Bloomingdale Civic Association Meets
“I would not resist at all … a cell phone is not worth your life.” Police Commander William Fitzgerald of DC’s Fifth District addressed the unusually large crowd gathered for the Bloomingdale Civic Association’s June meeting, speaking mainly to a recent uptick in armed robberies in the area and offering advice to those confronted by robbers.
In the two weeks preceding the June 20 meeting there had been a total of nine armed robberies in the area. All of them, said Fitzgerald, had the common theme of two individuals approaching a single person. One robber would do the talking while the other took the victim’s possessions. The dozens of residents who turned up were concerned about the recent crimes. As a result, the allotted 15 minutes for public safety in the meeting stretched to nearly an hour, as Fitzgerald and several other Metropolitan Police Department representatives discussed the issues.
Another area of concern was the prevalence of synthetic drugs. “They call it synthetic marijuana, but you don’t act like you’re on marijuana,” Fitzgerald noted. “I think zombie is a very accurate term.” He continued, “We’ve got to bring some social services in for it,” adding that arresting a person who is addicted to drugs, while it keeps that person off the streets for a certain period of time, is unlikely to help them kick the drug habit.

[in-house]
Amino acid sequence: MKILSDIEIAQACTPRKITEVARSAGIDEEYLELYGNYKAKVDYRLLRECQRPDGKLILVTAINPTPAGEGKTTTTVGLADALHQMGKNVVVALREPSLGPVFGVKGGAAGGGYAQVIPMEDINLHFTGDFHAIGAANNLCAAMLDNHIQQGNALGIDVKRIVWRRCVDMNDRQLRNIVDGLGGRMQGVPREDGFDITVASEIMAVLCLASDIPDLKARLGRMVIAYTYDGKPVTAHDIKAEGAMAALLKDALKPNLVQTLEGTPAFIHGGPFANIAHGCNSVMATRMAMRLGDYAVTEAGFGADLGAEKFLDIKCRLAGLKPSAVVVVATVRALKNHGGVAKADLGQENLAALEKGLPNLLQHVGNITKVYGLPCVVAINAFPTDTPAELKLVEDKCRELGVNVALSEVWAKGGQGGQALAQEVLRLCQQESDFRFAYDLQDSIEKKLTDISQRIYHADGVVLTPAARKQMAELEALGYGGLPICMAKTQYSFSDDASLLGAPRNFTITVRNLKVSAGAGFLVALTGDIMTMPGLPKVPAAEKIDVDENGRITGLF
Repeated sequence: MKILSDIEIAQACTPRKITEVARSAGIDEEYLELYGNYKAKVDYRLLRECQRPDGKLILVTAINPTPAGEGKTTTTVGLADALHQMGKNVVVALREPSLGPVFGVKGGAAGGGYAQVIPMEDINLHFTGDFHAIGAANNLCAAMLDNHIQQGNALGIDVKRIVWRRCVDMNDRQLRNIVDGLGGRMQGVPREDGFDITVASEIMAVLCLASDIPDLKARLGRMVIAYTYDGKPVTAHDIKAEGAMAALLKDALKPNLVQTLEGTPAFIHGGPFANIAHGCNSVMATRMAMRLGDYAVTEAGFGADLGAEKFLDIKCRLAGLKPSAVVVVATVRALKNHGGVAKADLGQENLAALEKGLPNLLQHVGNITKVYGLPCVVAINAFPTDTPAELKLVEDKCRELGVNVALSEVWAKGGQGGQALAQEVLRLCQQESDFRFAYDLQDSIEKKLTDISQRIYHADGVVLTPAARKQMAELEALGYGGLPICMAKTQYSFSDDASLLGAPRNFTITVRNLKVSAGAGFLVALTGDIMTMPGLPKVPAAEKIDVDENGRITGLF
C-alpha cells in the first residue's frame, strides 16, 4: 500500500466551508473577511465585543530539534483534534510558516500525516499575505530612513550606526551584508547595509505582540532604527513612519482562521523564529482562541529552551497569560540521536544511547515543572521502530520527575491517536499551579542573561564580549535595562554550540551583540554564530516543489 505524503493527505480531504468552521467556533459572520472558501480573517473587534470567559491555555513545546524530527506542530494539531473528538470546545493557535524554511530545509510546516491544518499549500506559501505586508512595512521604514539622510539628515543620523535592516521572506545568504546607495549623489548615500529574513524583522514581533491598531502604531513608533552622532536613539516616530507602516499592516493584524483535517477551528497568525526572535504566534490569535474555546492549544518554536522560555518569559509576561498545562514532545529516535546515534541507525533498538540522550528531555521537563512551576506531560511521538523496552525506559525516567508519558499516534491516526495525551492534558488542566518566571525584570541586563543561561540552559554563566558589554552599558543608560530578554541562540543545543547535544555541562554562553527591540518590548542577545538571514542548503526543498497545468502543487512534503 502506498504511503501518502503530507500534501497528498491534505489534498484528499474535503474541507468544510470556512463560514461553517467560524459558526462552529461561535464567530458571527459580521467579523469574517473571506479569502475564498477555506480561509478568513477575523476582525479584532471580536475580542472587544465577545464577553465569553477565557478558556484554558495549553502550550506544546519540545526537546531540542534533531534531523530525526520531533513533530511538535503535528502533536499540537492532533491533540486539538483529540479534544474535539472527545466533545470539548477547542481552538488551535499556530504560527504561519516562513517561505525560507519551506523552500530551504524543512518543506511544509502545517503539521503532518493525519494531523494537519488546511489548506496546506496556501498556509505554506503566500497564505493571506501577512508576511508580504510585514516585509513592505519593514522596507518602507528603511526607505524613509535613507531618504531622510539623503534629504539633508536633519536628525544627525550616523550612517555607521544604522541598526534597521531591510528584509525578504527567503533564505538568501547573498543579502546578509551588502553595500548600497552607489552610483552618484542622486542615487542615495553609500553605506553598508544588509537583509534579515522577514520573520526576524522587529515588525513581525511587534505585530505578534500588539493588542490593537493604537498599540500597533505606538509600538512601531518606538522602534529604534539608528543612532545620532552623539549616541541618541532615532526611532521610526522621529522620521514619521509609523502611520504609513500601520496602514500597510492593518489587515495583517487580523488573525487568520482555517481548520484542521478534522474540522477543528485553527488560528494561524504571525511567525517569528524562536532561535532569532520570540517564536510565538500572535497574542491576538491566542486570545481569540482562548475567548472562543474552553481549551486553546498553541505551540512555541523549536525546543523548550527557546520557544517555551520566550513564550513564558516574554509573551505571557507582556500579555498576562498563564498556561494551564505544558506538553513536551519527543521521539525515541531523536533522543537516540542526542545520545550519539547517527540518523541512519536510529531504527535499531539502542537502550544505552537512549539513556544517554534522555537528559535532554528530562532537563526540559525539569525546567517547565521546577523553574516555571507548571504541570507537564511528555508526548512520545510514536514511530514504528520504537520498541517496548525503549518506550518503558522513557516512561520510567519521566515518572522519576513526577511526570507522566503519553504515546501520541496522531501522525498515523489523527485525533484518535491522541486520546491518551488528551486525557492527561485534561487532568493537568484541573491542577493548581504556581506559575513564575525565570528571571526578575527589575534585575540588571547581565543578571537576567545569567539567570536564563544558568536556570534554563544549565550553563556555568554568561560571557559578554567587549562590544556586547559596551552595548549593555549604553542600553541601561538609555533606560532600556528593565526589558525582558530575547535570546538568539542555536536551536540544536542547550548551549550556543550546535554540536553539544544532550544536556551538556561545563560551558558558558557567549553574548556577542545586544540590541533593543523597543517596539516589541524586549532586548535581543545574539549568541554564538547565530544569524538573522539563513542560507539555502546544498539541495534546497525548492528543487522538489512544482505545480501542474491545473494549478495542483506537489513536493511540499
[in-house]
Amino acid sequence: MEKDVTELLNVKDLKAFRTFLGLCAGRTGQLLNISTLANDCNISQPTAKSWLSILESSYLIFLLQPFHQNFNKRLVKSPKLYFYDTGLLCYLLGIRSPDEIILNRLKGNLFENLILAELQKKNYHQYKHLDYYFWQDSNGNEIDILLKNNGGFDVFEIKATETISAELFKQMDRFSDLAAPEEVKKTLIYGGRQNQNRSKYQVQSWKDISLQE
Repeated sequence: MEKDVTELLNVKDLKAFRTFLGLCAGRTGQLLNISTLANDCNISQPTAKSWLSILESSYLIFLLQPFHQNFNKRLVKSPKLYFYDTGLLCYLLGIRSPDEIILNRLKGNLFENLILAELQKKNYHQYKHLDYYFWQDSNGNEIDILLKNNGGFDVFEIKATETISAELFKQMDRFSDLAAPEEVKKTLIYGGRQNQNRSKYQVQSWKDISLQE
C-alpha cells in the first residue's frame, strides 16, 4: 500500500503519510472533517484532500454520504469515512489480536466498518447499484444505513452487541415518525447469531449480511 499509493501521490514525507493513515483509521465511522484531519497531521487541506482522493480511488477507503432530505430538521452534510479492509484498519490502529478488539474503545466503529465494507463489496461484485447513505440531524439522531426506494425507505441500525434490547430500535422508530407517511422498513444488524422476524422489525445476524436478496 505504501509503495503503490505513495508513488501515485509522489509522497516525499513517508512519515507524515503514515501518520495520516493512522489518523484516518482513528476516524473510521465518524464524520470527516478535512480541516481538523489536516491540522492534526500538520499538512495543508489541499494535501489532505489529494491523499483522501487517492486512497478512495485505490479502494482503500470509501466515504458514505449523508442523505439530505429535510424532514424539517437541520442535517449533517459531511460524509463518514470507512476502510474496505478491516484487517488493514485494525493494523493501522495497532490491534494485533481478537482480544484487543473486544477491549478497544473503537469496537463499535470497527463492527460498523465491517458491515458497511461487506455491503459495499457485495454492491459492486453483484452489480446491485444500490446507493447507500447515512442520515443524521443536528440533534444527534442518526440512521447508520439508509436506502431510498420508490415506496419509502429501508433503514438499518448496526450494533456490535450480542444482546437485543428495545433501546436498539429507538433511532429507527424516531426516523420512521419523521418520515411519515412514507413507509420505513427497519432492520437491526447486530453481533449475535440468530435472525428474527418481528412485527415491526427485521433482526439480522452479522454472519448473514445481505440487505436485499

While the attendees expressed gratitude at the work the police have done thus far, it was clear that they felt more was needed. One resident noted a program from the early 2000s in the neighborhood called the Community Safety Walk. The walks are being reintroduced, noted Bloomingdale Civic Association President Teri Quinn, and the first revival was on Wednesday, June 22.
Fitzgerald urged attendees to take advantage of a rebate offered by the city to residents who purchase and install CCTV surveillance cameras outside their homes. As one resident who recently took advantage of the program pointed out, the city expects the funding for this program to run out by August, so those interested should take advantage as soon as possible.